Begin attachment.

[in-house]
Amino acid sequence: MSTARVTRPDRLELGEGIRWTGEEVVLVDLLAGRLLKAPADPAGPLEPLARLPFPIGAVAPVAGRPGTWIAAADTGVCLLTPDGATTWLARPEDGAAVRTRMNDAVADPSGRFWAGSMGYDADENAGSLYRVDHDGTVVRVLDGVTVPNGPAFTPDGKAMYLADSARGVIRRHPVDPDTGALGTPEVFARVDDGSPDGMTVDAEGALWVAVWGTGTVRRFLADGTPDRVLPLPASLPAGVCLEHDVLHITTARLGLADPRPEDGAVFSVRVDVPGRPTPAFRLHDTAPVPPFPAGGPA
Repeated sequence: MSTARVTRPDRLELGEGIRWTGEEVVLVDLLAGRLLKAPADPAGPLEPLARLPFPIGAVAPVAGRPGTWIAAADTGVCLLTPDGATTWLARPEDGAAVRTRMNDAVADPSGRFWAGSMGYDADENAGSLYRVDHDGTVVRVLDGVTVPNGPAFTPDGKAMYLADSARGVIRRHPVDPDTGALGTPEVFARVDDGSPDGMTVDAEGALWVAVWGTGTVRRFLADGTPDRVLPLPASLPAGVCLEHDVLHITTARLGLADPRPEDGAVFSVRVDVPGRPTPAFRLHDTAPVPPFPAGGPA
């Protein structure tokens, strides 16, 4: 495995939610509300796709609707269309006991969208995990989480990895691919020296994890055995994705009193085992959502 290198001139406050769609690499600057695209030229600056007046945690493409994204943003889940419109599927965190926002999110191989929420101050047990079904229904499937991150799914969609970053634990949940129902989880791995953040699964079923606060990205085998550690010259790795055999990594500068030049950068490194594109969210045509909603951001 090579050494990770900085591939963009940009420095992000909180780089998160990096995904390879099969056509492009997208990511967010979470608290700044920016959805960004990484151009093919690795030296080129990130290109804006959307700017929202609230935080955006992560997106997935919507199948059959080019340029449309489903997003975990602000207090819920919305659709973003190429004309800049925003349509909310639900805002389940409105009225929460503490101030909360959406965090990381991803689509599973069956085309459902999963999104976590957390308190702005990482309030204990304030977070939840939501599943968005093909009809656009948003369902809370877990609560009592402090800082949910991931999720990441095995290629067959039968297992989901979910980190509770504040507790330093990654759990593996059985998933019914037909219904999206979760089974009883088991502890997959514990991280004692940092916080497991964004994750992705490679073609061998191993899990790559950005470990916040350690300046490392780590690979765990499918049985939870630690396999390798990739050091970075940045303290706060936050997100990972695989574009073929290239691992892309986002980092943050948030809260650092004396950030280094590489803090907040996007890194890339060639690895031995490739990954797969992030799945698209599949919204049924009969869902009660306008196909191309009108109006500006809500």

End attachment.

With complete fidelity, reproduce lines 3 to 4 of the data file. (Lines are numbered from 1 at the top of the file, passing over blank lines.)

Repeated sequence: MSTARVTRPDRLELGEGIRWTGEEVVLVDLLAGRLLKAPADPAGPLEPLARLPFPIGAVAPVAGRPGTWIAAADTGVCLLTPDGATTWLARPEDGAAVRTRMNDAVADPSGRFWAGSMGYDADENAGSLYRVDHDGTVVRVLDGVTVPNGPAFTPDGKAMYLADSARGVIRRHPVDPDTGALGTPEVFARVDDGSPDGMTVDAEGALWVAVWGTGTVRRFLADGTPDRVLPLPASLPAGVCLEHDVLHITTARLGLADPRPEDGAVFSVRVDVPGRPTPAFRLHDTAPVPPFPAGGPA
């Protein structure tokens, strides 16, 4: 495995939610509300796709609707269309006991969208995990989480990895691919020296994890055995994705009193085992959502 290198001139406050769609690499600057695209030229600056007046945690493409994204943003889940419109599927965190926002999110191989929420101050047990079904229904499937991150799914969609970053634990949940129902989880791995953040699964079923606060990205085998550690010259790795055999990594500068030049950068490194594109969210045509909603951001 090579050494990770900085591939963009940009420095992000909180780089998160990096995904390879099969056509492009997208990511967010979470608290700044920016959805960004990484151009093919690795030296080129990130290109804006959307700017929202609230935080955006992560997106997935919507199948059959080019340029449309489903997003975990602000207090819920919305659709973003190429004309800049925003349509909310639900805002389940409105009225929460503490101030909360959406965090990381991803689509599973069956085309459902999963999104976590957390308190702005990482309030204990304030977070939840939501599943968005093909009809656009948003369902809370877990609560009592402090800082949910991931999720990441095995290629067959039968297992989901979910980190509770504040507790330093990654759990593996059985998933019914037909219904999206979760089974009883088991502890997959514990991280004692940092916080497991964004994750992705490679073609061998191993899990790559950005470990916040350690300046490392780590690979765990499918049985939870630690396999390798990739050091970075940045303290706060936050997100990972695989574009073929290239691992892309986002980092943050948030809260650092004396950030280094590489803090907040996007890194890339060639690895031995490739990954797969992030799945698209599949919204049924009969869902009660306008196909191309009108109006500006809500």